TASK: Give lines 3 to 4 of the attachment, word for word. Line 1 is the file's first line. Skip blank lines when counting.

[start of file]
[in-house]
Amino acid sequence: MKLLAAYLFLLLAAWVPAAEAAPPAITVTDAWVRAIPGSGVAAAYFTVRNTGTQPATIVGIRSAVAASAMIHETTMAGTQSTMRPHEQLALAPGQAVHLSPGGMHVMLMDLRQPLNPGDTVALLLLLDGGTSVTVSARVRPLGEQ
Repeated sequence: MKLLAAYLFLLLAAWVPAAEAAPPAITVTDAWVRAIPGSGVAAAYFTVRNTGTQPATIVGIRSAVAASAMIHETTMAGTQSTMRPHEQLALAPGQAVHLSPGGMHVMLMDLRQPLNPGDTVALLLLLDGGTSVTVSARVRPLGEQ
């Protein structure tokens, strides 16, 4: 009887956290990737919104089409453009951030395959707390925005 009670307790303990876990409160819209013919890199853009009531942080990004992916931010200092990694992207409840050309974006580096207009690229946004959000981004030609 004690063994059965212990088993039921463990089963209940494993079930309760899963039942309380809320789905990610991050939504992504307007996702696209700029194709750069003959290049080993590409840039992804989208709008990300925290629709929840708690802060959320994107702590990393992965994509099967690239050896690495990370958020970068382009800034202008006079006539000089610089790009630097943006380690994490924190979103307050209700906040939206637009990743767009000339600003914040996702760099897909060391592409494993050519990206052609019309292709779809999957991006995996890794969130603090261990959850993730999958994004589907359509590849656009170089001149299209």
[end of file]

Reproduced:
Repeated sequence: MKLLAAYLFLLLAAWVPAAEAAPPAITVTDAWVRAIPGSGVAAAYFTVRNTGTQPATIVGIRSAVAASAMIHETTMAGTQSTMRPHEQLALAPGQAVHLSPGGMHVMLMDLRQPLNPGDTVALLLLLDGGTSVTVSARVRPLGEQ
């Protein structure tokens, strides 16, 4: 009887956290990737919104089409453009951030395959707390925005 009670307790303990876990409160819209013919890199853009009531942080990004992916931010200092990694992207409840050309974006580096207009690229946004959000981004030609 004690063994059965212990088993039921463990089963209940494993079930309760899963039942309380809320789905990610991050939504992504307007996702696209700029194709750069003959290049080993590409840039992804989208709008990300925290629709929840708690802060959320994107702590990393992965994509099967690239050896690495990370958020970068382009800034202008006079006539000089610089790009630097943006380690994490924190979103307050209700906040939206637009990743767009000339600003914040996702760099897909060391592409494993050519990206052609019309292709779809999957991006995996890794969130603090261990959850993730999958994004589907359509590849656009170089001149299209």